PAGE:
There are no interactions listed for Prunus persica. Do you know of an interaction that should be listed here? edit this page to add it.

Polycultures & Guilds

There are no polycultures listed which include Prunus persica.

Descendants

Cultivars

Varieties

None listed.

Subspecies

None listed.

Full Data

This table shows all the data stored for this plant.

Taxonomy
Binomial name
Prunus persica
Genus
Prunus
Family
Rosaceae
Imported References
Material uses & Functions
Botanic
Propagation
Cultivation
Environment
Cultivation
Uses
Edible uses
None listed.
Material uses
None listed.
Medicinal uses
None listed.
Functions & Nature
Functions
Provides forage for
Provides shelter for
Environment
Hardiness Zone
5
Heat Zone
?
Water
moderate
Sun
full sun
Shade
no shade
Soil PH
Soil Texture
Soil Water Retention
Environmental Tolerances
    Ecosystems
    Native Climate Zones
    None listed.
    Adapted Climate Zones
    None listed.
    Native Geographical Range
    None listed.
    Native Environment
    None listed.
    Ecosystem Niche
    None listed.
    Root Zone Tendancy
    None listed.
    Life
    Deciduous or Evergreen
    Herbaceous or Woody
    Life Cycle
    Growth Rate
    ?
    Mature Size
    6 x 6 meters
    Fertility
    Pollinators
    Flower Colour
    ?
    Flower Type

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    References

    1. ? Frohne. D. and Pf?nder. J. A Colour Atlas of Poisonous Plants. Wolfe ISBN 0723408394 (1984-01-01)
    2. ? 2.02.12.22.3 F. Chittendon. RHS Dictionary of Plants plus Supplement. 1956 Oxford University Press (1951-01-01)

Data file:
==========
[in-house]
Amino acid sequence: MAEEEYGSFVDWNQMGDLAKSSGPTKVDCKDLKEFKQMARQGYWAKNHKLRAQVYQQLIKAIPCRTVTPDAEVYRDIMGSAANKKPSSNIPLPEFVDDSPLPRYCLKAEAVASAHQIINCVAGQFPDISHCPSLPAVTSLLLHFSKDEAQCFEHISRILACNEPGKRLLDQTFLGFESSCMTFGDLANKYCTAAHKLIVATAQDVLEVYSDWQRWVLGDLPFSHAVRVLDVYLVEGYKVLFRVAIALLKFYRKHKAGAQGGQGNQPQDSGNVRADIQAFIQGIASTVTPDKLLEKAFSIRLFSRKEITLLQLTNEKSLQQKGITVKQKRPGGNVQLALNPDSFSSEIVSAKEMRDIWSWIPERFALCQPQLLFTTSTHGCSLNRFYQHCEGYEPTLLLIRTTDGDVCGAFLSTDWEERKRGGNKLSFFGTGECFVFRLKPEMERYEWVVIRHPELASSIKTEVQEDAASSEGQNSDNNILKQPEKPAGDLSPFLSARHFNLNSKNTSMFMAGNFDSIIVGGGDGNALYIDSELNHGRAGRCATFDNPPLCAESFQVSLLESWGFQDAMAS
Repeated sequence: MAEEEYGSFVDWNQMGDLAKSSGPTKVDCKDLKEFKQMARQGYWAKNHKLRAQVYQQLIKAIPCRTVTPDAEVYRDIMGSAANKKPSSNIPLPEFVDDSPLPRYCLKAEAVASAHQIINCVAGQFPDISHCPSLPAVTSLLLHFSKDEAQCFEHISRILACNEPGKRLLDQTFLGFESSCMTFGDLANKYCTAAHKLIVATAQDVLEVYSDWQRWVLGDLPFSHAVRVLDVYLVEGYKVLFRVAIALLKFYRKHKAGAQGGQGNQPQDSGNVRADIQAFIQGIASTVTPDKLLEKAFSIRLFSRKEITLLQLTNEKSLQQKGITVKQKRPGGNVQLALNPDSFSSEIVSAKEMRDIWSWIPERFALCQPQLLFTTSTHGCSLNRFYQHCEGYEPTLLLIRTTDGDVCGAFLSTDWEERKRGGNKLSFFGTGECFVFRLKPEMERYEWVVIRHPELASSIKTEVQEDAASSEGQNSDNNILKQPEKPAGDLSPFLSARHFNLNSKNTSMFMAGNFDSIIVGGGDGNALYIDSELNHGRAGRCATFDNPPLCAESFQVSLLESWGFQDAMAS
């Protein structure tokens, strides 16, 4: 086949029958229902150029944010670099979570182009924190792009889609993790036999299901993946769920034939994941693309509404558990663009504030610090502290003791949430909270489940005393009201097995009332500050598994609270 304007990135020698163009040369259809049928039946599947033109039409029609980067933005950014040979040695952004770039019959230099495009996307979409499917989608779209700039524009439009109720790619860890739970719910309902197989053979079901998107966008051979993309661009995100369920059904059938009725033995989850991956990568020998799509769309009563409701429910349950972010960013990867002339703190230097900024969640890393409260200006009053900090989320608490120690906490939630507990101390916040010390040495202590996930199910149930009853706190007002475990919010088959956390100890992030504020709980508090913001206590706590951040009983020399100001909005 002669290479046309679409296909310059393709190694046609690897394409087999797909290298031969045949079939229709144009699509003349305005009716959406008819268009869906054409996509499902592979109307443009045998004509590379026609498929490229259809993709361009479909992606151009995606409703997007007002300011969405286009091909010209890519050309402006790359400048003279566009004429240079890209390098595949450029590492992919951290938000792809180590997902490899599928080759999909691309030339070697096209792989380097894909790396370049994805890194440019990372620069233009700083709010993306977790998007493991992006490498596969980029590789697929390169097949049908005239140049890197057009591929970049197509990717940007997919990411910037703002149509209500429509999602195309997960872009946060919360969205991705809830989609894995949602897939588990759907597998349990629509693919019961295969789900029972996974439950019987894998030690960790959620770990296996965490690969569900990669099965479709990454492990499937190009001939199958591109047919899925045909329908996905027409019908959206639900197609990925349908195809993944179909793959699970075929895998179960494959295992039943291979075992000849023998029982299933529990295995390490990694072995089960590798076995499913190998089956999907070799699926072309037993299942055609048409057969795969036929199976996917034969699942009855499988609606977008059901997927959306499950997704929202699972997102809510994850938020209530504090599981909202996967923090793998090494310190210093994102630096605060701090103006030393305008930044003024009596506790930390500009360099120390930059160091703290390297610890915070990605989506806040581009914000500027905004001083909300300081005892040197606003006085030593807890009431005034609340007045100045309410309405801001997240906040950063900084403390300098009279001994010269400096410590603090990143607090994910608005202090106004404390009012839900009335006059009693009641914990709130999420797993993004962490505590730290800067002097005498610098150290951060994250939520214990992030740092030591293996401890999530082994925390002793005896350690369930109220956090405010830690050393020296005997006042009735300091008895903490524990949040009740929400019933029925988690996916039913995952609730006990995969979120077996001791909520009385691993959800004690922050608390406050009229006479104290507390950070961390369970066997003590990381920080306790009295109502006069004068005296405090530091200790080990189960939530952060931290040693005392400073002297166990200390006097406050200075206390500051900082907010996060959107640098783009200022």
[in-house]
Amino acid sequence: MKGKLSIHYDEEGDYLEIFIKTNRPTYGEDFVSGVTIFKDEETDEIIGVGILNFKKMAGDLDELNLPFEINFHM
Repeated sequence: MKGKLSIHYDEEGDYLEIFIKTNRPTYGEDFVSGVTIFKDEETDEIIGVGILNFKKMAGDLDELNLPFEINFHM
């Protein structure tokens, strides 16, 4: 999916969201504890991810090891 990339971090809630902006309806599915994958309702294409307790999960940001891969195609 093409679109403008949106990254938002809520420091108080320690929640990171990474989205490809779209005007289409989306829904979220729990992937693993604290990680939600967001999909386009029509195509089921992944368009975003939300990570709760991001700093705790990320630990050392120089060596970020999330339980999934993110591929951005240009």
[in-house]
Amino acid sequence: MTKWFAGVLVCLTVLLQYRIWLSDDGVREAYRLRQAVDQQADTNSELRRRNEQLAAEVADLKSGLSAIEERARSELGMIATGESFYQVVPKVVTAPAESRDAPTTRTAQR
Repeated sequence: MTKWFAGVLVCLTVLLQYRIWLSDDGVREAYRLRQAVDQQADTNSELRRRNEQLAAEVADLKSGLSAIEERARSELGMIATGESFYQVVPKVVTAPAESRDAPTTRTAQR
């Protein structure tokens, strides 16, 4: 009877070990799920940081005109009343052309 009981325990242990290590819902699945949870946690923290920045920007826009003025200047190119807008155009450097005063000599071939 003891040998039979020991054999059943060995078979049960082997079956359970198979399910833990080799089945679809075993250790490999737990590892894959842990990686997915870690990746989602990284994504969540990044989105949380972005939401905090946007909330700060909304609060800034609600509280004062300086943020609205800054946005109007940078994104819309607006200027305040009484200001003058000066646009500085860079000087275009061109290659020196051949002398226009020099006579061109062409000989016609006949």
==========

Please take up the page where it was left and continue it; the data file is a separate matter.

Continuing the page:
3. ? 3.03.1 Hedrick. U. P. Sturtevant's Edible Plants of the World. Dover Publications ISBN 0-486-20459-6 (1972-01-01)
    4. ? 4.04.1 Harrison. S. Wallis. M. Masefield. G. The Oxford Book of Food Plants. Oxford University Press (1975-01-01)
    5. ? 5.05.1 Uphof. J. C. Th. Dictionary of Economic Plants. Weinheim (1959-01-01)
    6. ? 6.06.16.26.36.46.5 Facciola. S. Cornucopia - A Source Book of Edible Plants. Kampong Publications ISBN 0-9628087-0-9 (1990-01-01)
    7. ? 7.07.17.27.37.47.57.67.77.8 Parmar. C. and Kaushal. M.K. Wild Fruits of the Sub-Himalayan Region. Kalyani Publishers. New Delhi. (1982-01-01)
    8. ? 8.08.18.28.3 Allardice.P. A - Z of Companion Planting. Cassell Publishers Ltd. ISBN 0-304-34324-2 (1993-01-01)
    9. ? 9.009.019.029.039.049.059.069.079.089.099.109.119.129.139.149.159.16 Huxley. A. The New RHS Dictionary of Gardening. 1992. MacMillan Press ISBN 0-333-47494-5 (1992-01-01)
    10. ? 10.010.110.210.3 Schery. R. W. Plants for Man. ()
    11. ? 11.011.111.211.311.411.511.611.711.811.9 Duke. J. A. and Ayensu. E. S. Medicinal Plants of China Reference Publications, Inc. ISBN 0-917256-20-4 (1985-01-01)
    12. ? 12.012.112.212.3 Howes. F. N. Vegetable Gums and Resins. Faber ()